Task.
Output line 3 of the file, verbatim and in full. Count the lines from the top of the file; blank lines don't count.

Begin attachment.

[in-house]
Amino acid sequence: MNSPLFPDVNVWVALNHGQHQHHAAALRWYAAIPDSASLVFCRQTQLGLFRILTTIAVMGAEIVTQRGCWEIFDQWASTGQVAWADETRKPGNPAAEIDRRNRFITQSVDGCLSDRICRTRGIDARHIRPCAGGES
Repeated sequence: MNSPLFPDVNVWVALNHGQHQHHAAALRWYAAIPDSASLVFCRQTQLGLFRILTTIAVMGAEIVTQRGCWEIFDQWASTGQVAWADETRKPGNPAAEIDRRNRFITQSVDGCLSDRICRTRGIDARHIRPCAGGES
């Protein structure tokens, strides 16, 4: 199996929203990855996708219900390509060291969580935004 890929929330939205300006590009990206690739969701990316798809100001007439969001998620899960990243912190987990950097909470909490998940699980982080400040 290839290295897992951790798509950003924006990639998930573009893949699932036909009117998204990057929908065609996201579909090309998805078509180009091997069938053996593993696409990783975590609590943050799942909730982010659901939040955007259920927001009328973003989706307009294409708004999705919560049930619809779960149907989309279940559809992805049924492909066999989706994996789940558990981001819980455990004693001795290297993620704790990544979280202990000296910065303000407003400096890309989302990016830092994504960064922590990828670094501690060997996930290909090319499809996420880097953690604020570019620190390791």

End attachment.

Repeated sequence: MNSPLFPDVNVWVALNHGQHQHHAAALRWYAAIPDSASLVFCRQTQLGLFRILTTIAVMGAEIVTQRGCWEIFDQWASTGQVAWADETRKPGNPAAEIDRRNRFITQSVDGCLSDRICRTRGIDARHIRPCAGGES